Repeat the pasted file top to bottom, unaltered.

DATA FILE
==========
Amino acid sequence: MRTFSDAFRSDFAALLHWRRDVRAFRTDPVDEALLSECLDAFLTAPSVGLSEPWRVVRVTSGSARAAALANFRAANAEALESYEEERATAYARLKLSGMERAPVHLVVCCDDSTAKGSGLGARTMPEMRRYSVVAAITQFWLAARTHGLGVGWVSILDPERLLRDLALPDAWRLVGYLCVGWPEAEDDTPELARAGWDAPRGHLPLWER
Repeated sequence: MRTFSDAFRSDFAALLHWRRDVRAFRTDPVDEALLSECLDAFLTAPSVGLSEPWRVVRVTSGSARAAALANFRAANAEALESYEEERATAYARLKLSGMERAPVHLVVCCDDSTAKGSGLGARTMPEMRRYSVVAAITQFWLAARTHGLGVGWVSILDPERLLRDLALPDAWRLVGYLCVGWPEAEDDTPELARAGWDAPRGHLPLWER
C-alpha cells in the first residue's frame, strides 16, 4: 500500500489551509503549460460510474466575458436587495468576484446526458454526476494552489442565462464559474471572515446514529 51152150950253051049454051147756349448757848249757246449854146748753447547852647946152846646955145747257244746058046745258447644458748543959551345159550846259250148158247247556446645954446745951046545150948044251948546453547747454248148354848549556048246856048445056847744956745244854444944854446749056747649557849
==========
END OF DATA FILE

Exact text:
Amino acid sequence: MRTFSDAFRSDFAALLHWRRDVRAFRTDPVDEALLSECLDAFLTAPSVGLSEPWRVVRVTSGSARAAALANFRAANAEALESYEEERATAYARLKLSGMERAPVHLVVCCDDSTAKGSGLGARTMPEMRRYSVVAAITQFWLAARTHGLGVGWVSILDPERLLRDLALPDAWRLVGYLCVGWPEAEDDTPELARAGWDAPRGHLPLWER
Repeated sequence: MRTFSDAFRSDFAALLHWRRDVRAFRTDPVDEALLSECLDAFLTAPSVGLSEPWRVVRVTSGSARAAALANFRAANAEALESYEEERATAYARLKLSGMERAPVHLVVCCDDSTAKGSGLGARTMPEMRRYSVVAAITQFWLAARTHGLGVGWVSILDPERLLRDLALPDAWRLVGYLCVGWPEAEDDTPELARAGWDAPRGHLPLWER
C-alpha cells in the first residue's frame, strides 16, 4: 500500500489551509503549460460510474466575458436587495468576484446526458454526476494552489442565462464559474471572515446514529 51152150950253051049454051147756349448757848249757246449854146748753447547852647946152846646955145747257244746058046745258447644458748543959551345159550846259250148158247247556446645954446745951046545150948044251948546453547747454248148354848549556048246856048445056847744956745244854444944854446749056747649557849